|Laura Aboriginal Rock Art|
Fortunately, there are plenty of opportunities to immerse yourself in the state’s Indigenous art scene.
And, if you’re looking for more Indigenous experiences in Queensland, check out this eBook: Connect with Culture.
1. DISCOVER THE ORIGINAL ROCK STARS
Quinkan Country, about 200km north west of Cairns, is home to some of the oldest artwork on the planet. It’s a pretty awe-inspiring experience to stand in front of something made by another human that’s over 15,000 years old, so prepare for your mind to be officially blown.
We recommend basing yourself in the nearby town of Laura, but to get out to the sites you’ll need to sign up for a tour. Jarramali Rock Art 4WD Tours offer regular day trips out to explore the sandstone escarpments and ancient sites with a local Kuku Yulanji guide.
Further south, there are more ancient artworks to be found west of Gladstone in the spectacular Carnarvon Gorge. Art Gallery and Cathedral Cave are two of the most famous sites, where the sandstone walls are adorned with thousands of fragile ochre stencils, thought to be over 3650 years old. Each is a 4-6 hour round trip over occasionally challenging terrain, so you’ll need to have moderate fitness levels to take on this challenge.
|QAGOMA’s Indigenous Australian Collection|
If you’re an Albert Namatjira fan, don’t miss the Namatjira Story exhibition, a showcase of the celebrated Aboriginal artist’s early landscapes. You can also view works by the countless artists he influenced, including artists from the Arrernte landscape painting tradition, the Hermannsburg Potters and his great-grandson, Vincent Namatjira.
Nestled away on Ernest Street, just a few minutes’ walk from South Bank’s main drag, Henderson Gallery is the brainchild of First Nations artist and curator Rob Henderson, a Wiradjuri man. Rob describes his beautiful, often haunting works as narratives which tell difficult stories and explore First Nations’ contemporary and historic presence. It’s a potent mix.
While the focus is on providing a platform for First Nations and emerging artists, this hip art space also offers weekend social art classes with Rob and fellow Aboriginal artist Wayne Weaver. If you fancy yourself as a budding artist, BYO wine and get schooled under the tutelage of some of Brisbane’s most talented Indigenous artists.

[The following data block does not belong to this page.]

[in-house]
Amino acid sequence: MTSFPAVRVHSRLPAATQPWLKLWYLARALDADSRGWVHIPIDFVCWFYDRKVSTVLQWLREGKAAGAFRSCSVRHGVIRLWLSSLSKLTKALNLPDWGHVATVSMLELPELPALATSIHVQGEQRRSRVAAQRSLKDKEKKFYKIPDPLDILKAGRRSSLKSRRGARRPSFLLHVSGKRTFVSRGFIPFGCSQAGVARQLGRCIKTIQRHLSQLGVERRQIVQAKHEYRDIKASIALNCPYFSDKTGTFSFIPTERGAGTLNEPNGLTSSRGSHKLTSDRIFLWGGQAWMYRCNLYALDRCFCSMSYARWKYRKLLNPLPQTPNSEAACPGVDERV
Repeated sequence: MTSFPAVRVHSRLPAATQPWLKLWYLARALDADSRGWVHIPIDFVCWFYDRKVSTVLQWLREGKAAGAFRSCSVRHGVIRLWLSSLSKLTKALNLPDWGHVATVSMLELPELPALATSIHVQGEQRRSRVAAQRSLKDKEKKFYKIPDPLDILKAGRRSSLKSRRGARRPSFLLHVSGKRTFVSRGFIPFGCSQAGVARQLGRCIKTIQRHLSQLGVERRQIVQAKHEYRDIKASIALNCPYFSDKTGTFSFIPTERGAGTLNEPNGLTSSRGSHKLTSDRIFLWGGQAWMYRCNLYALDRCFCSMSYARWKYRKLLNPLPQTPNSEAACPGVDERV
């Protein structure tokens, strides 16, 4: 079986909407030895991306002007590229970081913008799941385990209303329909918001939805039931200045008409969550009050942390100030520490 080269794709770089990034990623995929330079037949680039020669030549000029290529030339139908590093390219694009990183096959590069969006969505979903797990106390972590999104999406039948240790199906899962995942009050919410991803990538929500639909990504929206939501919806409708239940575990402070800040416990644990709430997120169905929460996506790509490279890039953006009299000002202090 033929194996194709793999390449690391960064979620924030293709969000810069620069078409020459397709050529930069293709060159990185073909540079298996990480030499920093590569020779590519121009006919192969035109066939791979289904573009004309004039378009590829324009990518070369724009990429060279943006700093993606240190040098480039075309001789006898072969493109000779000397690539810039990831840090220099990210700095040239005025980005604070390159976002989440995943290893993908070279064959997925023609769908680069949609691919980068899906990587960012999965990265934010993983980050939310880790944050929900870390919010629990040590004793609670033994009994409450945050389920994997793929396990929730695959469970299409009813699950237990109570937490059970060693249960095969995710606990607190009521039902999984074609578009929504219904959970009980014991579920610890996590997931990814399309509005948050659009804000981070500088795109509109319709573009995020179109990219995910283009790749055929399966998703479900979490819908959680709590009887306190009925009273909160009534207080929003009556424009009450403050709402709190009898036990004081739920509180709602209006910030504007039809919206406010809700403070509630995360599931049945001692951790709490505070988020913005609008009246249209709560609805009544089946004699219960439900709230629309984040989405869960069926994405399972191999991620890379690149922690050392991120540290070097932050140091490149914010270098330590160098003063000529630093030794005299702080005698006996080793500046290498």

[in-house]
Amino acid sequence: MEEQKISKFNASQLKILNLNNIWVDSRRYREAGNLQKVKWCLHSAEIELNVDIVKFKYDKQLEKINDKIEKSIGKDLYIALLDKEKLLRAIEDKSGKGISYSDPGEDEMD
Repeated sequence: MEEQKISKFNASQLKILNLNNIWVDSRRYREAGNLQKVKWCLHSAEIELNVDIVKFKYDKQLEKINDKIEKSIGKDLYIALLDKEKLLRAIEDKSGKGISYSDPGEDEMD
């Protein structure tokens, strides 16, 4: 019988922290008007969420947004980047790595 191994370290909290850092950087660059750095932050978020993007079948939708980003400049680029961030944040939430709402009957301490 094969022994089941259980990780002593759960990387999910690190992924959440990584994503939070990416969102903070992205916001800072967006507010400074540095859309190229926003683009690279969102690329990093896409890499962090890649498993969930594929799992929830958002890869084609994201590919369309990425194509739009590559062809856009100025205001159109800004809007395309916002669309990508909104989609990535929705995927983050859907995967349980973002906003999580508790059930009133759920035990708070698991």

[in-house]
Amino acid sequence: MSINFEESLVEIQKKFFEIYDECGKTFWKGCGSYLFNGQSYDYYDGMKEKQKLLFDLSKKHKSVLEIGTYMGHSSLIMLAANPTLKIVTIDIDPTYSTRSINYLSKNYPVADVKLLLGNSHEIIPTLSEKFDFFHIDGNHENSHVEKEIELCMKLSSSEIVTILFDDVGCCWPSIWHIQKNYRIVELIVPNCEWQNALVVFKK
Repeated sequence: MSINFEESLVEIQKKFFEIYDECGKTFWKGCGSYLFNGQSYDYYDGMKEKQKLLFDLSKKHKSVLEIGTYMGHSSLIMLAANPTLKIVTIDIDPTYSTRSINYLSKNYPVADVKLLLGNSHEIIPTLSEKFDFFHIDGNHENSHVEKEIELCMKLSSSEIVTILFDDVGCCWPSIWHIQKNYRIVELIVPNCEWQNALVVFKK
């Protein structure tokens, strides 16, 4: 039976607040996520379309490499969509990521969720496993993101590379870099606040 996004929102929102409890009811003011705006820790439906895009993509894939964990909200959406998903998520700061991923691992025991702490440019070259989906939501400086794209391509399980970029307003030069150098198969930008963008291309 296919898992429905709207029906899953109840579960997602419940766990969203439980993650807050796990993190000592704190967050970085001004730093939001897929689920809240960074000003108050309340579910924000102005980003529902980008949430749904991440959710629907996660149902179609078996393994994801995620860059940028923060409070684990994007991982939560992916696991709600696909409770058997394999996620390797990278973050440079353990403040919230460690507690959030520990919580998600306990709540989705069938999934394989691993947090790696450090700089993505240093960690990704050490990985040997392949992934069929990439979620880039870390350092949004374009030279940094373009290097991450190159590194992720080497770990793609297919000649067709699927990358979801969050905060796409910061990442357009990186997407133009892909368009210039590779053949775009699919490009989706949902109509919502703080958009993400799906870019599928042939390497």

Tip: Get there in time for brekkie and treat yourself to a Birrang Big Breakfast – the thick cut hickory bacon is a house special.
|Cairns Indigenous Art Fair|
Thrumming with Indigenous artists, dancers, and performers, this is the quintessential celebration of the visual and performing art of Queensland’s Aboriginal and Torres Strait Islander peoples and one of the hottest tickets on the Aussie art calendar.
While in town, make your next stop the outskirts of the CBD, where inside a traditional Queenslander on Sheridan Street is UMI Arts. This lively arts hub features three galleries and a retail shop selling authentic, locally-sourced arts and crafts.
Make the Cairns Regional Gallery in the heart of the city your final stop. The spectacular heritage-listed building is an homage to Australia’s Indigenous art, craft and design and features a mix of contemporary and ancient pieces with a distinct Pacific Rim influence.
A Kuku Yalanji man from the east rainforest and coastline, Binna takes his inspiration from the natural world – you’ll often see motifs from nature in his pieces, from seeds and shells through to the kurranji (cassowary) – a famously elusive rainforest bird native to Tropical North Queensland.
For those who prefer a more hands-on approach to art appreciation, Binna also runs intimate art classes where visitors can learn traditional Aboriginal painting techniques and take home a self-painted match box bean souvenir.
|Gab Titui Cultural Centre|
Psst! Here are 7 bucket-list-worthy things to add to your Torres Strait itinerary.
|Sand, Dust and Gibbers Project. Photo via Facebook|
Gibbers can be found at Deon’s Lookout, Birdsville, and depicts the Dreamtime Serpent travelling on Mithika Country and making pathways connecting the river systems. The Dust sculpture in Bedourie represents the dust storm and whirly winds (a way that the spirits travelled), while Sandhills in Birdsville reimagines the serpent as the Diamantina and Georgina Rivers with the sandhills in between.